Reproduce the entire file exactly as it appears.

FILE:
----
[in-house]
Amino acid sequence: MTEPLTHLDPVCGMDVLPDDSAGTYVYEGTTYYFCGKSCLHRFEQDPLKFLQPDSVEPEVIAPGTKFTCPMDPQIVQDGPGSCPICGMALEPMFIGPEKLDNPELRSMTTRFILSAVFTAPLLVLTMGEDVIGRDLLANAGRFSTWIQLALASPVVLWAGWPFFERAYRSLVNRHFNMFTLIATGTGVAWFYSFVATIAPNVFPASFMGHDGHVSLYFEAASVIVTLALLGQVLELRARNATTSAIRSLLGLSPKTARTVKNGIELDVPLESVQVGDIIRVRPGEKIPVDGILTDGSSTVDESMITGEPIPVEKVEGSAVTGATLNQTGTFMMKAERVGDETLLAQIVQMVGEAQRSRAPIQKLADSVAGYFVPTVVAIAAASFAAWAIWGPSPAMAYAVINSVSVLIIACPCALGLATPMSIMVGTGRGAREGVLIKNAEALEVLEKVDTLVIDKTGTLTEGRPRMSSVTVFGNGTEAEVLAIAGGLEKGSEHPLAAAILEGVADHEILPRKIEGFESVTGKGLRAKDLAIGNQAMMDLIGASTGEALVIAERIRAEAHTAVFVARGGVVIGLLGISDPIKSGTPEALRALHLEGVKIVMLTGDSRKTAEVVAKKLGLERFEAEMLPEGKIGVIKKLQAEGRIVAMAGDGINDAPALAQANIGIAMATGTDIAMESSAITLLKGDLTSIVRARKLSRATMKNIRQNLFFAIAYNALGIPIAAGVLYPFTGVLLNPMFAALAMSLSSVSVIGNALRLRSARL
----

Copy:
[in-house]
Amino acid sequence: MTEPLTHLDPVCGMDVLPDDSAGTYVYEGTTYYFCGKSCLHRFEQDPLKFLQPDSVEPEVIAPGTKFTCPMDPQIVQDGPGSCPICGMALEPMFIGPEKLDNPELRSMTTRFILSAVFTAPLLVLTMGEDVIGRDLLANAGRFSTWIQLALASPVVLWAGWPFFERAYRSLVNRHFNMFTLIATGTGVAWFYSFVATIAPNVFPASFMGHDGHVSLYFEAASVIVTLALLGQVLELRARNATTSAIRSLLGLSPKTARTVKNGIELDVPLESVQVGDIIRVRPGEKIPVDGILTDGSSTVDESMITGEPIPVEKVEGSAVTGATLNQTGTFMMKAERVGDETLLAQIVQMVGEAQRSRAPIQKLADSVAGYFVPTVVAIAAASFAAWAIWGPSPAMAYAVINSVSVLIIACPCALGLATPMSIMVGTGRGAREGVLIKNAEALEVLEKVDTLVIDKTGTLTEGRPRMSSVTVFGNGTEAEVLAIAGGLEKGSEHPLAAAILEGVADHEILPRKIEGFESVTGKGLRAKDLAIGNQAMMDLIGASTGEALVIAERIRAEAHTAVFVARGGVVIGLLGISDPIKSGTPEALRALHLEGVKIVMLTGDSRKTAEVVAKKLGLERFEAEMLPEGKIGVIKKLQAEGRIVAMAGDGINDAPALAQANIGIAMATGTDIAMESSAITLLKGDLTSIVRARKLSRATMKNIRQNLFFAIAYNALGIPIAAGVLYPFTGVLLNPMFAALAMSLSSVSVIGNALRLRSARL